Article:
Seeing the gorge by stern-wheeler or cruise ship

Before dams turned the Columbia into asuccession of placid backwaters, steamboats raced each other through the rapids. That thrill has long gone, but . . .

Steam has given way to diesel on the 599-passengerColumbia Gorge, a replicated turn-of-the-century paddle-wheeler. June 13 through September 27, it departs Cascade Locks on 2-hour narrated tours daily at 10, 12:30, and 3 (this sailing weekends only in September). Fare: $9, $5 for children 4 to 12. Two-hour dinner cruises at 7 Thursdays through Saturdays cost $26 and $23; call (503) 223-3928 to reserve.

May through October, Exploration CruiseLines offers a seven-day tour of the Columbia and Snake rivers ($1,200 up) aboard an 80-passenger cruise ship. Write to E.C.L., 1500 Metropolitan Park Bldg., Seattle 98101, or call (206) 624-8551.

World-class boardsailing

Boardsailors by the thousands come insummer to test the steady 15- to 25-mph winds and opposing river currents. Big race weekends offer quite a show as brilliantly colored sails dart across the river at speeds up to 35 mph.

Boardsailing capital of the Columbia isHood River. Races and festivals are held weekends from mid-April through early September. Best place to watch: Port Marina Park (from I-84, take exit 64, turn north under the freeway, and follow signs).

Sheltered bays up and down the river offercalmer conditions for learning, especially in The Dalles, with its 80-acre riverfront park. For lessons and rentals, check shops in Hood River and The Dalles.

For more information, write or call visitorbureaus at Port Marina Park, Hood River 97031, (503) 386-2000; and Box 406, The Dalles 97058, 296-2231.

More lodging, new B & Bs--book early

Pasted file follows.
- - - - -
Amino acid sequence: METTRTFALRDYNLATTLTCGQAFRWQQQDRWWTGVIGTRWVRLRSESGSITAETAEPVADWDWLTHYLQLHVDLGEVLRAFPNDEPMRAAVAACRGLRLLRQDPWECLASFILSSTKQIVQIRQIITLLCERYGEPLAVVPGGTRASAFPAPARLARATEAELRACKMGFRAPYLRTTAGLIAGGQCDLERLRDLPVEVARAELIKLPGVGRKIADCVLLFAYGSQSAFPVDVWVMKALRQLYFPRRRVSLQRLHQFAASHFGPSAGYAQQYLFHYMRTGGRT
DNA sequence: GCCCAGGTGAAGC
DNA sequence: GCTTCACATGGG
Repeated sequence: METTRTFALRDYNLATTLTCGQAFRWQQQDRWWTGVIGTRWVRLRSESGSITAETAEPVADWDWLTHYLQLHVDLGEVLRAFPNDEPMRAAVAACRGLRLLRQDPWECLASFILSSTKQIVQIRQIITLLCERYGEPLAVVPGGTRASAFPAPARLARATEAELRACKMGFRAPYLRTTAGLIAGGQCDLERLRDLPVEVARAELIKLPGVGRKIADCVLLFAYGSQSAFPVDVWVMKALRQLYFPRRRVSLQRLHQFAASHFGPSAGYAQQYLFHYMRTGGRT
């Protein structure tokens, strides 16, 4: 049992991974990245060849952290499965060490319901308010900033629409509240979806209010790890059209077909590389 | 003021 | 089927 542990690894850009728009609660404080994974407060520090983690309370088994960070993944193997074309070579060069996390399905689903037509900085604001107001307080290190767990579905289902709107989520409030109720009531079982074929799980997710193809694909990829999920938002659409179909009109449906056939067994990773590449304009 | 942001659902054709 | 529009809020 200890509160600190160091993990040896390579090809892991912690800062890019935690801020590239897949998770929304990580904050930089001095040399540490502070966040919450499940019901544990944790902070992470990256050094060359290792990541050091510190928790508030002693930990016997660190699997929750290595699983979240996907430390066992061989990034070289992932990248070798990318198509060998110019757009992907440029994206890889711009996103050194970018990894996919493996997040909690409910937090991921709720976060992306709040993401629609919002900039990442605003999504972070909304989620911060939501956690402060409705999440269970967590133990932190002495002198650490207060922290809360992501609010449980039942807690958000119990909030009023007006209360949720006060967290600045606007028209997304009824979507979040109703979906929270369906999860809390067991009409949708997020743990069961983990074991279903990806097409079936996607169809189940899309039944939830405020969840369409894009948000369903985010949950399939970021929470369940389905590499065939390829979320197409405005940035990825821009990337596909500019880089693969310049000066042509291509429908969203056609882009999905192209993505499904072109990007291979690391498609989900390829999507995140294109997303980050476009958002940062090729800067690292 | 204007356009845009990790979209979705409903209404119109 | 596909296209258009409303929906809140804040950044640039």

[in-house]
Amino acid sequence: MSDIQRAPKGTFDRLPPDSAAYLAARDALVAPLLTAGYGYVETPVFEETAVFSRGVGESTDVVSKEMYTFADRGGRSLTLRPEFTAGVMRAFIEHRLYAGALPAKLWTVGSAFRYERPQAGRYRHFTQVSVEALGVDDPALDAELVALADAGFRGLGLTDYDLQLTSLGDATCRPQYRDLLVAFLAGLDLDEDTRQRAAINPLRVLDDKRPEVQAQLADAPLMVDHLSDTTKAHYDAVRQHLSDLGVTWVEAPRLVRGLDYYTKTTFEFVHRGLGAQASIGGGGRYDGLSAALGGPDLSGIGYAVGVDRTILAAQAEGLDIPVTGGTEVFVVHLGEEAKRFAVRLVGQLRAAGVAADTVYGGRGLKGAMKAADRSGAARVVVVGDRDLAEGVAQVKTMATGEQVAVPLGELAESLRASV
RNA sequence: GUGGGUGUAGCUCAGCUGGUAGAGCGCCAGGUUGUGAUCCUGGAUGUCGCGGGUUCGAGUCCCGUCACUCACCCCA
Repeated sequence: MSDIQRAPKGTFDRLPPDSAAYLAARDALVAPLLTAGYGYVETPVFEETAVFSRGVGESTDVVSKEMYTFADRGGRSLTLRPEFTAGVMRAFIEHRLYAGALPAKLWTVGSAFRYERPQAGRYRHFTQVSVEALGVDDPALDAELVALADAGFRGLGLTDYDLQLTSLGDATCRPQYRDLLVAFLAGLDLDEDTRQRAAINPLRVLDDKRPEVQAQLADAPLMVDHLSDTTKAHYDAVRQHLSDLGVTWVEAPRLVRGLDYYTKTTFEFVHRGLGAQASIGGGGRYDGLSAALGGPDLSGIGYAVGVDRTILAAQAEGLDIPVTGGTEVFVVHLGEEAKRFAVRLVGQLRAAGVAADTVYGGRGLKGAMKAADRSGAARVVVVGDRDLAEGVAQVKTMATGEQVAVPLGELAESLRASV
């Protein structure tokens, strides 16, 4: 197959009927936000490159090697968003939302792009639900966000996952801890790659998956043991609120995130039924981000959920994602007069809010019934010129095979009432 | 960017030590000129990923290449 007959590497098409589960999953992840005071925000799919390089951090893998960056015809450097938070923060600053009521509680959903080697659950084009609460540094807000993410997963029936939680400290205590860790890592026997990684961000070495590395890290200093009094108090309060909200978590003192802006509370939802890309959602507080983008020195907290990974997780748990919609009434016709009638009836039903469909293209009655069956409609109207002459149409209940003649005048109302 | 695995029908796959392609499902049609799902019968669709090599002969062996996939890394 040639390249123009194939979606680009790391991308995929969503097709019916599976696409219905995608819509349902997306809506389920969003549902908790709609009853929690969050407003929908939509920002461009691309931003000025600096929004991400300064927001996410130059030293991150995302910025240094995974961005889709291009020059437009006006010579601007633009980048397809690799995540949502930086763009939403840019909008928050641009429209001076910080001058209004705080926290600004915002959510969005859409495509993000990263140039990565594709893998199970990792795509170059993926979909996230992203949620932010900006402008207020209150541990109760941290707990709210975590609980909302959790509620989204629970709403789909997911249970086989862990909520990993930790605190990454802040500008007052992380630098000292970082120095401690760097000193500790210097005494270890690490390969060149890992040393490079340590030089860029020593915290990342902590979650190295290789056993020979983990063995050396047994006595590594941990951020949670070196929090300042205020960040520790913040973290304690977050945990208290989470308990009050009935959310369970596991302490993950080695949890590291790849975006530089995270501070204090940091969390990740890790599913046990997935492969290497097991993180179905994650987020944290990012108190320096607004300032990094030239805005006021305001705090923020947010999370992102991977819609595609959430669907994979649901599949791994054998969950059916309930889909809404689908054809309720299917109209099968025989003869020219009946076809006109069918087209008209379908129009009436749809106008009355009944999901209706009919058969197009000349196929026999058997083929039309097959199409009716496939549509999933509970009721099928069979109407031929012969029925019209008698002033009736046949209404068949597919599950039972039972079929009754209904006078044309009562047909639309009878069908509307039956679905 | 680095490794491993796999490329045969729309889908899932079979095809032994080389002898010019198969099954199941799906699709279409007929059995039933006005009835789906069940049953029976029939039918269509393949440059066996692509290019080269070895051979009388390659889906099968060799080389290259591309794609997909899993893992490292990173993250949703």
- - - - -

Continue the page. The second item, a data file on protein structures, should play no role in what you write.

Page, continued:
Bigger towns usually have a motel or two(The Dalles has 400 motel rooms). Visitor bureaus in The Dalles and Hood River have lists of inns, lodges, and eight bed-and-breakfast homes. But the list of good lodging is short; book now for holidays and summer weekends. For a free list of eight inns and three winery tours, write to the newly formed Columbia Gorge Country Inns and Winery Association, Box 797, Bingen, Wash. 98605.

Photo: Three miles rim to rim, the Grand Canyon of the Columbia opens wide to hiker atop Washington's 848-foot Beacon Rock

Photo: Nearing the endof its 1,243-mile course, the river cuts the only sea-level gap through the Cascades: the 85-mile-long Columbia River Gorge

Photo: Photographer snaps bachelor's buttons off ScenicHighway near Mosier, Oregon. Behind him are I-84 and the Columbia--slate gray on an overcast day

Photo: Eight-sided Vista House at Crown Point is afavorite stop along Scenic Highway. Started in 1979, restoration of 1918 landmark continues

Photo: Roaring with spring runoff, Multnomah Fallssweeps past walkers on trail bridge. At 620 feet, it's tallest of gorge's nine major falls

Photo: Flying across the Columbia, boardsailorshead for turn in weekend race at Hood River
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Title Annotation:Columbia River Gorge
Publication:Sunset
Date:May 1, 1987
Words:1557